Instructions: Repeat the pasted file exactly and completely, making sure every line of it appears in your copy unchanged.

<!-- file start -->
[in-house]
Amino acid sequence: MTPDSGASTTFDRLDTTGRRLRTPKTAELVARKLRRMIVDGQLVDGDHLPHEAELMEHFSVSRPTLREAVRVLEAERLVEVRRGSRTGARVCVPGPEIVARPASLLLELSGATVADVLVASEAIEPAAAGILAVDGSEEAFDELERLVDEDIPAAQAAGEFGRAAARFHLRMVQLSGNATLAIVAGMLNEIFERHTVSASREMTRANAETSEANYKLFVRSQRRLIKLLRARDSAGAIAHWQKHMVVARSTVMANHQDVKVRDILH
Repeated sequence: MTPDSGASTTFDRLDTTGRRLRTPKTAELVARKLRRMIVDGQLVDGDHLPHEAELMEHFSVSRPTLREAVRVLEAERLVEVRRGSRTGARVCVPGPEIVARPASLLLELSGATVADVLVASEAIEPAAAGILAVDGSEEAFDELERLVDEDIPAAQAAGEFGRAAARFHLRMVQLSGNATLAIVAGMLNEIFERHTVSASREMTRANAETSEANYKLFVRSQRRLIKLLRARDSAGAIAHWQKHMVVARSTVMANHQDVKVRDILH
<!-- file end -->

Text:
[in-house]
Amino acid sequence: MTPDSGASTTFDRLDTTGRRLRTPKTAELVARKLRRMIVDGQLVDGDHLPHEAELMEHFSVSRPTLREAVRVLEAERLVEVRRGSRTGARVCVPGPEIVARPASLLLELSGATVADVLVASEAIEPAAAGILAVDGSEEAFDELERLVDEDIPAAQAAGEFGRAAARFHLRMVQLSGNATLAIVAGMLNEIFERHTVSASREMTRANAETSEANYKLFVRSQRRLIKLLRARDSAGAIAHWQKHMVVARSTVMANHQDVKVRDILH
Repeated sequence: MTPDSGASTTFDRLDTTGRRLRTPKTAELVARKLRRMIVDGQLVDGDHLPHEAELMEHFSVSRPTLREAVRVLEAERLVEVRRGSRTGARVCVPGPEIVARPASLLLELSGATVADVLVASEAIEPAAAGILAVDGSEEAFDELERLVDEDIPAAQAAGEFGRAAARFHLRMVQLSGNATLAIVAGMLNEIFERHTVSASREMTRANAETSEANYKLFVRSQRRLIKLLRARDSAGAIAHWQKHMVVARSTVMANHQDVKVRDILH